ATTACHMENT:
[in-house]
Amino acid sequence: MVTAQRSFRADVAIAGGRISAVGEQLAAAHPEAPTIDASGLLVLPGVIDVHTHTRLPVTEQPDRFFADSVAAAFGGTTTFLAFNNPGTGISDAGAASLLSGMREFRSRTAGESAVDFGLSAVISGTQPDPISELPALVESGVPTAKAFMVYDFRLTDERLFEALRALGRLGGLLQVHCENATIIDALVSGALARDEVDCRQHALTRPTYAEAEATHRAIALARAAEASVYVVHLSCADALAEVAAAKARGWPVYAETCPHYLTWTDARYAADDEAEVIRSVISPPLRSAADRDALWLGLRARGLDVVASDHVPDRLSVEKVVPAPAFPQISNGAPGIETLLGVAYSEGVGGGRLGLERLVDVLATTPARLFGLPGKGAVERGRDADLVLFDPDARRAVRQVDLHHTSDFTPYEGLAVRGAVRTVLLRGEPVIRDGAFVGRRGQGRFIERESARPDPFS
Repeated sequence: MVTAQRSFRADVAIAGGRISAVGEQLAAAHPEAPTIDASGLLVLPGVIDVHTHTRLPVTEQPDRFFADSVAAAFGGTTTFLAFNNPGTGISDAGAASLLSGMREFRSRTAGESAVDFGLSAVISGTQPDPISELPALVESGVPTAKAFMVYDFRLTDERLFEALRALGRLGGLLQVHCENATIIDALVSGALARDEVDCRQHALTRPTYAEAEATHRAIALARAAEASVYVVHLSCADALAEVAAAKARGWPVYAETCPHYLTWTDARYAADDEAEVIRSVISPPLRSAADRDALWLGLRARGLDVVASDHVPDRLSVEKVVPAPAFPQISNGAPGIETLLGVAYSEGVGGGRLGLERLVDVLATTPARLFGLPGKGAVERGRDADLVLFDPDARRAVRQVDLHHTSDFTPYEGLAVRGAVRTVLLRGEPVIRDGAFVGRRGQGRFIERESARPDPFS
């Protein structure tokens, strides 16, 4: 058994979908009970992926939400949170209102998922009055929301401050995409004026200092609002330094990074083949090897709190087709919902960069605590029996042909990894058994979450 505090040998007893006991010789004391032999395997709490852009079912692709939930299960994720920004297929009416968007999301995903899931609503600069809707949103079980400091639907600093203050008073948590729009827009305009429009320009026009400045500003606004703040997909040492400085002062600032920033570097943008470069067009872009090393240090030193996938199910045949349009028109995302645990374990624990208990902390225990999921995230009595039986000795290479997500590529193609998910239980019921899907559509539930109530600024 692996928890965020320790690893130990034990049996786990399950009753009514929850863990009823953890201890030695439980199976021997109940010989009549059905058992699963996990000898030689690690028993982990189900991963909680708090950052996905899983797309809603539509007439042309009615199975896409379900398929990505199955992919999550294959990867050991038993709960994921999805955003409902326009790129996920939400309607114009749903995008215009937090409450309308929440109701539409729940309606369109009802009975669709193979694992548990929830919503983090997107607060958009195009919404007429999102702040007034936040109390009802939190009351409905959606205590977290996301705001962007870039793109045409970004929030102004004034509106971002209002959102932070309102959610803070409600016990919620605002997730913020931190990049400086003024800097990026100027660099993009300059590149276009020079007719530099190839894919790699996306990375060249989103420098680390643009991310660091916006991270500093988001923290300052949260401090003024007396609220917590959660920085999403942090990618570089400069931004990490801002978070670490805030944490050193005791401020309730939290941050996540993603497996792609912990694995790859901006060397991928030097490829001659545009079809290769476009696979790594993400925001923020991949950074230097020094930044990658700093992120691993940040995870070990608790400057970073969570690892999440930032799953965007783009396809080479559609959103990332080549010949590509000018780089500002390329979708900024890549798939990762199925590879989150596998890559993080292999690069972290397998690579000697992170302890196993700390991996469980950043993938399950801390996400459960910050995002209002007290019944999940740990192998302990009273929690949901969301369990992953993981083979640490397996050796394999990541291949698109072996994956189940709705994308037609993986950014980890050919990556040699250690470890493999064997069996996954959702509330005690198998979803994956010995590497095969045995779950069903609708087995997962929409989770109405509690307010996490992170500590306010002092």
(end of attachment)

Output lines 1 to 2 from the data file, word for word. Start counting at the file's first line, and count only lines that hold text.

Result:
[in-house]
Amino acid sequence: MVTAQRSFRADVAIAGGRISAVGEQLAAAHPEAPTIDASGLLVLPGVIDVHTHTRLPVTEQPDRFFADSVAAAFGGTTTFLAFNNPGTGISDAGAASLLSGMREFRSRTAGESAVDFGLSAVISGTQPDPISELPALVESGVPTAKAFMVYDFRLTDERLFEALRALGRLGGLLQVHCENATIIDALVSGALARDEVDCRQHALTRPTYAEAEATHRAIALARAAEASVYVVHLSCADALAEVAAAKARGWPVYAETCPHYLTWTDARYAADDEAEVIRSVISPPLRSAADRDALWLGLRARGLDVVASDHVPDRLSVEKVVPAPAFPQISNGAPGIETLLGVAYSEGVGGGRLGLERLVDVLATTPARLFGLPGKGAVERGRDADLVLFDPDARRAVRQVDLHHTSDFTPYEGLAVRGAVRTVLLRGEPVIRDGAFVGRRGQGRFIERESARPDPFS